jabon o detergente

Soap or detergent?

Nowadays, it is quite commonplace to talk about “soap” when referring to any clothes cleaning product, regardless of it being liquid, gel or powder. However, being aware of the main differences between soap and detergent is important. Handcraft-made soap is an ancient cleaning agent whose main ingredients come from plant materials after saponification based on an alkali, which is usually sodium hydroxide (caustic soda) or potassium hydroxide (caustic potash), which generates 100% biodegradable soap with excellent properties to clean clothes. Depending on the alkali employed, solid soaps can be obtained that are widely used for cleaning hands (bars of soap) or are more of a liquid kind. Liquid-type soaps can be used as liquid stain removers, and also as an ingredient in new natural detergents based on the cleaning power of such plant soap as an active reference material.

Despite many people’s beliefs, using caustic soda or caustic potash in soap compositions does not make soap dangerous or “unnatural”, the exact opposite is true. It is an essential compound used in conventional soap without which soap cannot be produced. Plant fatty acids and alkalis (caustic soda and/or caustic potash) are completely transformed and are no longer present in the end product to give way to the salt of plant fatty acids (soap), along with plant glycerine, with great moisturising power that prevents fabrics from being degraded, among others. The composition of the so-called “caustic potash-less” soaps is made from synthetic ingredients, which remain in the manufactured product (e.g., sodium laureth sulphate, disodium laureth sulphosuccinate, ammonium laureth sulphate, cocamide MEA, methylparaben, propylparaben, benzyl alcohol, etc.).

Detergent as we know it today began to become popular during World War II when the fats and oils needed to produce soaps became scarce. New chemical ingredients, the so-called surfactants, started to replace conventional soaps. What this change managed to do was to obtain similar cleaning results with much more economical products that were easy to produce. These were the reasons why detergents appeared, and they still remain despite the subsequent recovery.

These new chemical components of a petro-chemical origin (present in the first detergents, and also in those produced today) generate a bigger environmental footprint in ecosystems. Conventional detergents are neither compatible with respect for the natural environment, nor associated with healthy environments. In line with EC Regulation No. 1272/2008, which came into effect in June 2015 on the classification, labelling and packaging of substances and mixtures, the chemical sectors’ implication in reducing certain contaminating substances in the formulae of its products, including detergents, has been notable. Notwithstanding, many brand names usually add ingredients and additives to their formulae which, despite helping to improve the efficacy of their products, are still incompatible with 100% natural healthy lifestyle and environmental habits. These include enzymes with synthetic co-formulants that derive from boron, among others, whose presence is increasing. However, some petro-chemical-based ingredients also remain that come as surfactants, optical whiteners, additives, synthetic preservatives, etc.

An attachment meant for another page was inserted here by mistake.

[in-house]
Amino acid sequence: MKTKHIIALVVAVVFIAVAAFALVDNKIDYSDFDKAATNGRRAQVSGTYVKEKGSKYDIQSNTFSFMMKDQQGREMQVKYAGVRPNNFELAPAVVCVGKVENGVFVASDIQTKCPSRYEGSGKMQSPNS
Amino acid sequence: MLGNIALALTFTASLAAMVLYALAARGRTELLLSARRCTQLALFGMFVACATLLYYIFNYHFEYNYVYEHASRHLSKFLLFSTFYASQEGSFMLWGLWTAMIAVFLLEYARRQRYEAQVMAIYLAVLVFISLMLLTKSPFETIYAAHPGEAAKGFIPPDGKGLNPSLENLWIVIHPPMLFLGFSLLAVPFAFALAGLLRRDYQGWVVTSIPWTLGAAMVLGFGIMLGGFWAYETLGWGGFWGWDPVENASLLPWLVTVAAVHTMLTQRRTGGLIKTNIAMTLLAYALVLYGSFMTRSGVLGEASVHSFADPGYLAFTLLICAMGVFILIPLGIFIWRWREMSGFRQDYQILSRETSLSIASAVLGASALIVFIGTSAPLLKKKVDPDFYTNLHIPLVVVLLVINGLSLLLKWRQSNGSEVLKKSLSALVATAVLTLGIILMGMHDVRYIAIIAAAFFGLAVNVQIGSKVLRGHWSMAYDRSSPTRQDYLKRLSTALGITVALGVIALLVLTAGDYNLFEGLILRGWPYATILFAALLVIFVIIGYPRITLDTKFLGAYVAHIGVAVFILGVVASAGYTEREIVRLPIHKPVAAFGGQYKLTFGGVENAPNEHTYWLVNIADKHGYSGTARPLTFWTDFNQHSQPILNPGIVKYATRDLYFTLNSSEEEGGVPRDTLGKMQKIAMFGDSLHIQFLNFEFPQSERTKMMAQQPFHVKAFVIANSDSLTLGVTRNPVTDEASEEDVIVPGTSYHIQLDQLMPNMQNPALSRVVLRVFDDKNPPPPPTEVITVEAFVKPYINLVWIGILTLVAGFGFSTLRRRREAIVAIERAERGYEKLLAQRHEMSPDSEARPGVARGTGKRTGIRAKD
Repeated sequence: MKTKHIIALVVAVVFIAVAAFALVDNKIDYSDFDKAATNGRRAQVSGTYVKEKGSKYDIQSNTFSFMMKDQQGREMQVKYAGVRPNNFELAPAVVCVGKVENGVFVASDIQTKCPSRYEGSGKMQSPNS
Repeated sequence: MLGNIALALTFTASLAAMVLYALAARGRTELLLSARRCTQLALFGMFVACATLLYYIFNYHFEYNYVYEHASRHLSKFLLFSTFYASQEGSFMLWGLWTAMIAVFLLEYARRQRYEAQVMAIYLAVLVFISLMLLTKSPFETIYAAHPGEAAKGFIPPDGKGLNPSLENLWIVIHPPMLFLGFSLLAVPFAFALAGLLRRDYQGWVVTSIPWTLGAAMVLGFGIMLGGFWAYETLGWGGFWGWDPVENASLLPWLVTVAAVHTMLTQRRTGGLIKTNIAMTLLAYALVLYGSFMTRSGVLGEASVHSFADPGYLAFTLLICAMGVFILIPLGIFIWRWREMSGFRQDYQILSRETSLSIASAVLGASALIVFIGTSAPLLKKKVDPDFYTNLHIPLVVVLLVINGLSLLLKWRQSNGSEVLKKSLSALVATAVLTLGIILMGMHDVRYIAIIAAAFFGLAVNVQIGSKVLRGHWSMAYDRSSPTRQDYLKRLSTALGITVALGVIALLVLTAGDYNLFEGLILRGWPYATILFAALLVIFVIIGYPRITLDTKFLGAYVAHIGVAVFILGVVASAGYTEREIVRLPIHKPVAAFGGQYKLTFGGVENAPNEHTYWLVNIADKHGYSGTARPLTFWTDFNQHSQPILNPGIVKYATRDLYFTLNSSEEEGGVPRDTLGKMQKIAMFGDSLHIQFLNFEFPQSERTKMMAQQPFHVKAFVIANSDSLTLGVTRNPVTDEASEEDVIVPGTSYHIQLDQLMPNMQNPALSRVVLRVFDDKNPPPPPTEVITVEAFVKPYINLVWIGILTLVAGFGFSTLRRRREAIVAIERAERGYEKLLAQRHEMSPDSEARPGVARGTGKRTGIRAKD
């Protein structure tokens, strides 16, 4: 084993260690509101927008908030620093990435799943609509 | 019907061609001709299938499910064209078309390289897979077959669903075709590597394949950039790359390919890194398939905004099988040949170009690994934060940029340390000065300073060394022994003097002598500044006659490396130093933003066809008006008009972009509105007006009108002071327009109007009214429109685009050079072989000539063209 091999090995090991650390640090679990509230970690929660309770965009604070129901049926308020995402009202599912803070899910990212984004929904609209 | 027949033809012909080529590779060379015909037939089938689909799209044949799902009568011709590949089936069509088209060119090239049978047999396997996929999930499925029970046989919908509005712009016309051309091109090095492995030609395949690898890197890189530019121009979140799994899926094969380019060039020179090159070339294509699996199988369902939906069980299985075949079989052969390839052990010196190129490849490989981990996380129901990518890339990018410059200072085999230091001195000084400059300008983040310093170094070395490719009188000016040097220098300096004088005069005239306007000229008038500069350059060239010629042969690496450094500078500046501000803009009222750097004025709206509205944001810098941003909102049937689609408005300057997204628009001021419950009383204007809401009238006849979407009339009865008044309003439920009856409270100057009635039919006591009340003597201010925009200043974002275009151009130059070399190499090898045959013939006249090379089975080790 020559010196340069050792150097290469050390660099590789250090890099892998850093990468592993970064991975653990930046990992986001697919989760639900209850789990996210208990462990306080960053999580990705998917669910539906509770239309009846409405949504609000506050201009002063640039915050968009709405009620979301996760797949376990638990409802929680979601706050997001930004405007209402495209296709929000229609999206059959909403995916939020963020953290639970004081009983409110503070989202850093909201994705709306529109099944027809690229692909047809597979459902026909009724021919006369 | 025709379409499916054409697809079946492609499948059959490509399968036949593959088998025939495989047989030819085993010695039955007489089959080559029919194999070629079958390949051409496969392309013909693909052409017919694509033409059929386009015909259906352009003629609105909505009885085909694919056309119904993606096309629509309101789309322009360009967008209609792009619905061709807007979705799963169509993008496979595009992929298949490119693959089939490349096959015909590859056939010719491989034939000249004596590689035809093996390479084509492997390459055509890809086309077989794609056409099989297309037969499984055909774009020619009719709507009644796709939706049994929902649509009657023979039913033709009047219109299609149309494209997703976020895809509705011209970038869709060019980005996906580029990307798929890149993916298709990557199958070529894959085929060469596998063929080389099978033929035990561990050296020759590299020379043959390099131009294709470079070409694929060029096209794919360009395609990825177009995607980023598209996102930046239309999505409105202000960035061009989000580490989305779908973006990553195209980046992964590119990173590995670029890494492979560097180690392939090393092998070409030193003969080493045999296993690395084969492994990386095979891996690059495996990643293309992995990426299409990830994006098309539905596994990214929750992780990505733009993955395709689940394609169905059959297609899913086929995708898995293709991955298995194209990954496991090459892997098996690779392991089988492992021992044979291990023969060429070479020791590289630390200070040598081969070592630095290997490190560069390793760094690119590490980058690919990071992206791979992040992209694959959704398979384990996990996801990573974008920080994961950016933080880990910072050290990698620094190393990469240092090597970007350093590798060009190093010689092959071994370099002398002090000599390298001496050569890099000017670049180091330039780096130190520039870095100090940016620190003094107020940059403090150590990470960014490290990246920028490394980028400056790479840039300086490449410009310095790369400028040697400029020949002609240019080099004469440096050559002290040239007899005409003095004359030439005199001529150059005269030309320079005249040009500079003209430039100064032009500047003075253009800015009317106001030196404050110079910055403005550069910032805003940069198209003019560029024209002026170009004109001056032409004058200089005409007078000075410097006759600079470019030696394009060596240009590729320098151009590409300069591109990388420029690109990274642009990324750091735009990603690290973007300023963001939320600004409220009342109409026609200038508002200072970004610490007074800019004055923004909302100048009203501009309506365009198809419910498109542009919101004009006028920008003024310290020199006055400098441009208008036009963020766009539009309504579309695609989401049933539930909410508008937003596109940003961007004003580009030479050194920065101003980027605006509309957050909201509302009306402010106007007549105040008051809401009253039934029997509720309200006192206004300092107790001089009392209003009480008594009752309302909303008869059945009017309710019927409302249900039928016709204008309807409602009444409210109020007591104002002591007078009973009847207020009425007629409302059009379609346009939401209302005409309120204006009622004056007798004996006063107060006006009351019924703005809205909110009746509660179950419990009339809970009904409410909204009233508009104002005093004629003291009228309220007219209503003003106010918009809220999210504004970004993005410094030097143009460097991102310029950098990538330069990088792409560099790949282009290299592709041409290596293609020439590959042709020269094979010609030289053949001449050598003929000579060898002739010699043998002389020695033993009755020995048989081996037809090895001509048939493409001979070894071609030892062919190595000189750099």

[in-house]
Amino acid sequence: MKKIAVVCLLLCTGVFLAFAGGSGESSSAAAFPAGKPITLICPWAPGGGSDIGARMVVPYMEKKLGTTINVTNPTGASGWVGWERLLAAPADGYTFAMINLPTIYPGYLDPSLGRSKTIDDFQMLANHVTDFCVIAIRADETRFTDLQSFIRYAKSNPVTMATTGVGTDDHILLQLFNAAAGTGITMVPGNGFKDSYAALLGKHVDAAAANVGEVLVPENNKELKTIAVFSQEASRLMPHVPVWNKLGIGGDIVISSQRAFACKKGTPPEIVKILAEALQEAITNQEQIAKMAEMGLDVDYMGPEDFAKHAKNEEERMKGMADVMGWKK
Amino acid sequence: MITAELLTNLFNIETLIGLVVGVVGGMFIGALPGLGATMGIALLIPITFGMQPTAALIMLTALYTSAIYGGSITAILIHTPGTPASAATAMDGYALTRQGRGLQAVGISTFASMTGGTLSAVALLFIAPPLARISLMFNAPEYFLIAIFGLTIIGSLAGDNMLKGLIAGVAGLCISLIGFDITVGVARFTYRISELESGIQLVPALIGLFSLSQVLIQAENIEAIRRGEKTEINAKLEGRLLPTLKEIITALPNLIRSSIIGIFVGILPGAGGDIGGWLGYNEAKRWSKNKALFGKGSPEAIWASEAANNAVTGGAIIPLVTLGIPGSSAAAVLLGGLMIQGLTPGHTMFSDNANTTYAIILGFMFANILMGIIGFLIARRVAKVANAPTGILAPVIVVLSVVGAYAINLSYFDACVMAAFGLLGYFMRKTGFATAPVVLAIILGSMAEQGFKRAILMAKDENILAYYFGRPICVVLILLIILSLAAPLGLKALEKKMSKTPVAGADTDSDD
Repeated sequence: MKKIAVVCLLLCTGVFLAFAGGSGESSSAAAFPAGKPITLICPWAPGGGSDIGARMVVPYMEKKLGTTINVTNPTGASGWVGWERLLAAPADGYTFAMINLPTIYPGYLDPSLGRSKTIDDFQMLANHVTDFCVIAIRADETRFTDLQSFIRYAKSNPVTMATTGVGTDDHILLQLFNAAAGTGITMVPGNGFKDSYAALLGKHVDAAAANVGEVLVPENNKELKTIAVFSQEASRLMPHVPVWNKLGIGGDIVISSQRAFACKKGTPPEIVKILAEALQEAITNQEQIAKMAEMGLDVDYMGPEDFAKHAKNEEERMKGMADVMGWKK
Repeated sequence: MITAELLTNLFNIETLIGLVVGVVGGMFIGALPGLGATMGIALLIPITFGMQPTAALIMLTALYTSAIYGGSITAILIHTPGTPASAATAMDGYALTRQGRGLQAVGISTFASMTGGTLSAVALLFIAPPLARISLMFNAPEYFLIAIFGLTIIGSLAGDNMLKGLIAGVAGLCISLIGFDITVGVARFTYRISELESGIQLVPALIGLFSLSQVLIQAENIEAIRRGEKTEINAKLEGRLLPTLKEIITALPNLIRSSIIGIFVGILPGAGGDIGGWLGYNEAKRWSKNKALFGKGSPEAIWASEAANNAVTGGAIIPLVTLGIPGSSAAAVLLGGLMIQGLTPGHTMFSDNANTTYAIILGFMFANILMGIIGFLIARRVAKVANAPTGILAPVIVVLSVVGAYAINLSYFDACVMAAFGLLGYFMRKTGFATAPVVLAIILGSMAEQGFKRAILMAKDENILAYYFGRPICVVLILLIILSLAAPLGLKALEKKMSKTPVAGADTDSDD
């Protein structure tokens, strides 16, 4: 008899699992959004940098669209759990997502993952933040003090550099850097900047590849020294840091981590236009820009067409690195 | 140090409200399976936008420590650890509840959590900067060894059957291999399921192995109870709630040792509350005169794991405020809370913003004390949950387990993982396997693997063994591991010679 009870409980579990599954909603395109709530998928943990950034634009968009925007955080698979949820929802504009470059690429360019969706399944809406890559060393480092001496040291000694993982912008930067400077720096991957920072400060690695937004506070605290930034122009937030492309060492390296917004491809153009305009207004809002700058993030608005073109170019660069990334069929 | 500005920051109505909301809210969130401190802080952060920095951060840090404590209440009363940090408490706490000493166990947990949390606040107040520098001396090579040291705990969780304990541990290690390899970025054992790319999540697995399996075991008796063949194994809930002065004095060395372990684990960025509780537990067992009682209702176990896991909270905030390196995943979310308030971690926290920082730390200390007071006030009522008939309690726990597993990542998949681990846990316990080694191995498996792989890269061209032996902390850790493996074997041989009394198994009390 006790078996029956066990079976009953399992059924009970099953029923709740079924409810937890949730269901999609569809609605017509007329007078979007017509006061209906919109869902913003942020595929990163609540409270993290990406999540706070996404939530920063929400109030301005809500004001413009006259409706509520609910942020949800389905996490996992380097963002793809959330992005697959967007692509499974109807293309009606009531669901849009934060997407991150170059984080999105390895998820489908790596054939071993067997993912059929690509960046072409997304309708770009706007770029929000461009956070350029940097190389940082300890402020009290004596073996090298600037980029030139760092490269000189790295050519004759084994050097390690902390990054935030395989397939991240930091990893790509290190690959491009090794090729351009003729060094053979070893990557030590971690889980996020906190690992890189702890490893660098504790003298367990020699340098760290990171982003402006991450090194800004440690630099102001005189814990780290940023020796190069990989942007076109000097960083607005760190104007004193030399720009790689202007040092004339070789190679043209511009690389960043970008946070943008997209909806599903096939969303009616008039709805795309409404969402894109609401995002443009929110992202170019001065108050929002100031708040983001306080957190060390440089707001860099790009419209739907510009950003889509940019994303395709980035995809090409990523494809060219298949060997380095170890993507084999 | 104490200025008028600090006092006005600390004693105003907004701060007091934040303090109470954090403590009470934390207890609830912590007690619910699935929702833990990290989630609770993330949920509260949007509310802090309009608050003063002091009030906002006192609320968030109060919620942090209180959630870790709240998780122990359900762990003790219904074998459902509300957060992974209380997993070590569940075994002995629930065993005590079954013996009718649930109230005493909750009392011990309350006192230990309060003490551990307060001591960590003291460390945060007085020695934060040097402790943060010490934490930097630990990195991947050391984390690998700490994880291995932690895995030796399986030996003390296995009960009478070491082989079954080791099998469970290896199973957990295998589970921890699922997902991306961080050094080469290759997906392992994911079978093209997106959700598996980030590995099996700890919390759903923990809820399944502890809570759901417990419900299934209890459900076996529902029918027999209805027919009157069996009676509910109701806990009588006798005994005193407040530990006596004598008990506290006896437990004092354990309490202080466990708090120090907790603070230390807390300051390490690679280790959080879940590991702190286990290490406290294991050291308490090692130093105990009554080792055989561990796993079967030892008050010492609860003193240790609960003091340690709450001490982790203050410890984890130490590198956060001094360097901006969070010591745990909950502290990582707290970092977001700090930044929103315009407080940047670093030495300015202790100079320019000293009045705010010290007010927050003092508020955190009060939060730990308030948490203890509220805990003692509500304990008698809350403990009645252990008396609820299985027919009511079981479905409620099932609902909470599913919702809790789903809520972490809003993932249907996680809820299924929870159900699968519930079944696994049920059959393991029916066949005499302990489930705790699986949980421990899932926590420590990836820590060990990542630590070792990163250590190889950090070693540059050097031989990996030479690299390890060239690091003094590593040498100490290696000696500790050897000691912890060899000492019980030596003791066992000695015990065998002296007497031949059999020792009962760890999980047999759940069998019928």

A hopeful advance has been made in recent years with the appearance of new eco-detergents on the market, whose main difference versus conventional ones lies in the origin of their ingredients. Eco-detergents opt for “green chemistry” ingredients whose origin is not petro-chemical, and even the most advanced ones, are obtained from plant or natural resources not used for food production; e.g., inedible parts like rice and cereal husks, nut skins, etc.

As part of the large offer of cleaning products now available, it is worthwhile opting for those alternatives that respect public health and the natural environment that are also efficient, like products based on natural soap-making and/or eco-detergents. To identify these characteristics, it is necessary to read their labels and to verify: 1/ the guarantee offered by the eco-certification; 2/ a transparent composition that indicates the % of natural ingredients and/or them being of 100% natural plant origin; 3/ lack of pictograms of the risks associated with effects on health and/or the natural environment.

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